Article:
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"America deserves better than its failing status quo," Mc Connell said June 22 on the Senate floor when introducing the Better Care Reconciliation Act. Calling it "mean and heartless legislation," Murray said the bill is "going to gut Medicaid.
Among Catholic couples you may still find that one prefers this kind of Mass and one that kind, one adores the current pope and the other loathes him.
And I always imagine, as a Jew, that Roman Catholics have it easy.
At least they have a fixed star, in the pope and the Vatican, to ground their arguments and measure the depths of their dissent. Let’s say you are committed to marrying within the faith, and at some point, against what feel like impossible odds, given our tiny numbers, you find a fellow Jew whom you wish to marry. One of you never wants to go to synagogue, while the other would never miss it on Rosh Hashana.
"Stop this vicious attack on the most vulnerable people in our communities." Campbell criticized the Republican-only composition of the bill, and Mc Connell's announced intent to have a vote on the bill before the Fourth of July recess, which could severely limit debate on the bill or any amendments.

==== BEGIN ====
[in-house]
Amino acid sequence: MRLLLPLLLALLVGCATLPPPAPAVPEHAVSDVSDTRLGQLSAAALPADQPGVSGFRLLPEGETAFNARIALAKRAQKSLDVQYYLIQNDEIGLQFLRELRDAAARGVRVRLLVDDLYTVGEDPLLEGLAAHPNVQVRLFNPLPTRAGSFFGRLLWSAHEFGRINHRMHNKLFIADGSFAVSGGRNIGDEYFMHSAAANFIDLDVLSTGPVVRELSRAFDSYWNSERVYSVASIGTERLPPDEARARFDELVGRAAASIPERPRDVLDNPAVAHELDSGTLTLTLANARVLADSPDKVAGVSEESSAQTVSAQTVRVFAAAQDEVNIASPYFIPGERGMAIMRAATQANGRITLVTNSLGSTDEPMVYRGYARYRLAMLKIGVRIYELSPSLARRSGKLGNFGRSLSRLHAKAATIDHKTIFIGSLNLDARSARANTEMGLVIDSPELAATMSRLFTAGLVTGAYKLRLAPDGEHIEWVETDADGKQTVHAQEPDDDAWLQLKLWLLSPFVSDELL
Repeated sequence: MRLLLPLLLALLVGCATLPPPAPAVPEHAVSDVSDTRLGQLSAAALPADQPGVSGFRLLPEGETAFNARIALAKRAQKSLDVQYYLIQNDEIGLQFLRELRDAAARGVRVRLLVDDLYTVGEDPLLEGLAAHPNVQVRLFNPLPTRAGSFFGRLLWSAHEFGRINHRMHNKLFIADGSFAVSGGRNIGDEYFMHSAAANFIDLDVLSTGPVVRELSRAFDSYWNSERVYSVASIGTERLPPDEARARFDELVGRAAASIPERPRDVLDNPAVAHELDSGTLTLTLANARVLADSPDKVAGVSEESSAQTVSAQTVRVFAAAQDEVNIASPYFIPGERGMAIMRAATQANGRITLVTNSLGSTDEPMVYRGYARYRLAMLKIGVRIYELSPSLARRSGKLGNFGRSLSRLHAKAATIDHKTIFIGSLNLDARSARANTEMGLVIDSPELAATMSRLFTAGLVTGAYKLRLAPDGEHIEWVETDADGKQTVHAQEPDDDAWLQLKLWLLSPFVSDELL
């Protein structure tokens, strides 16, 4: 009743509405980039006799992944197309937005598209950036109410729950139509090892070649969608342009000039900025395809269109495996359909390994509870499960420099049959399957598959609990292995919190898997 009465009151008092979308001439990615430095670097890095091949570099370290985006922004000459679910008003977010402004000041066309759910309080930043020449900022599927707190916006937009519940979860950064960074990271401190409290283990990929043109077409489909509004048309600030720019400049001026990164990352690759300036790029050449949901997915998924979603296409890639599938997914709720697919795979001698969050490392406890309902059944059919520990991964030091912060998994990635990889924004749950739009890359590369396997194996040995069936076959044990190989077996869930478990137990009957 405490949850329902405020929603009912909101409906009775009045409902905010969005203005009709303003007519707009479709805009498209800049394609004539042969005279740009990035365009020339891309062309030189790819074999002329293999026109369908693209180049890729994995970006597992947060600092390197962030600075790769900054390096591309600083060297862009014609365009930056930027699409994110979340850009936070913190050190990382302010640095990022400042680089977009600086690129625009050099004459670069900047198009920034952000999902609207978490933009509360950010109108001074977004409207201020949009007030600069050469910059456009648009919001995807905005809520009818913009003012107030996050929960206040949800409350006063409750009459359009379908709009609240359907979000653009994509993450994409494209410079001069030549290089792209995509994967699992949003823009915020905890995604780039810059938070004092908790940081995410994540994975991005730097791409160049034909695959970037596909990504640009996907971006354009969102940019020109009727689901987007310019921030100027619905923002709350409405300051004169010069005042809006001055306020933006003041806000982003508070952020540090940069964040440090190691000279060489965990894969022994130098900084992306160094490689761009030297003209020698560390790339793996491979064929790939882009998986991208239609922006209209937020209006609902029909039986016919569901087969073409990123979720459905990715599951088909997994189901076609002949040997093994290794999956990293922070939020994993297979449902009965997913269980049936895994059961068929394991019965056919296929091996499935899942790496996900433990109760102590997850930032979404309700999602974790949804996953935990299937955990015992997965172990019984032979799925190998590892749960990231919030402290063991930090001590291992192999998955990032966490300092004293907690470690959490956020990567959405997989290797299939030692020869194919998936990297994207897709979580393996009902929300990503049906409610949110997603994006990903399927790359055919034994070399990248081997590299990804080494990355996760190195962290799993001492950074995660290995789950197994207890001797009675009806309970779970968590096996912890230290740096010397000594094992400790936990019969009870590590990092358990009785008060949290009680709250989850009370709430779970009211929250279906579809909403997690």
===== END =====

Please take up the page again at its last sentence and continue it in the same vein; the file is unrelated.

"This bill is a crass political calculation carried out by 13 white, male senators who are out of touch with the realities of millions of ordinary families in every state," she said.
It also would continue for at least two years to offer reimbursements to health insurance companies for subsidies that reduce out-of-pocket costs for low-income customers of Obamacare plans.
"Instead of making our health care system worse, Congress should strive to improve the system so that all Americans have the health care coverage they need." The Better Care Reconciliation Act which would repeal taxes in the Affordable Care Act — popularly known as Obamacare — and structure subsidies for insurance policy-holders based on their incomes.” they are italicizing the questions that all of us who believe in long-term romantic unions ask, every day of our conjoined lives: When is a sacrifice worth making, and when is it too much?What do I really care about, and what is just my stubborn ego? And what do I owe to my religious community, which may need me as much as I need it? It does not matter if both partners are committed Roman Catholics, were even raised in the same church, attended the same catechism classes in the same dank basement, were confirmed on the same day by the same bishop and matriculated at the same Catholic college.One is committed to raising the children within the faith, while the other will give the children latitude to come to their own conclusions about God and the universe.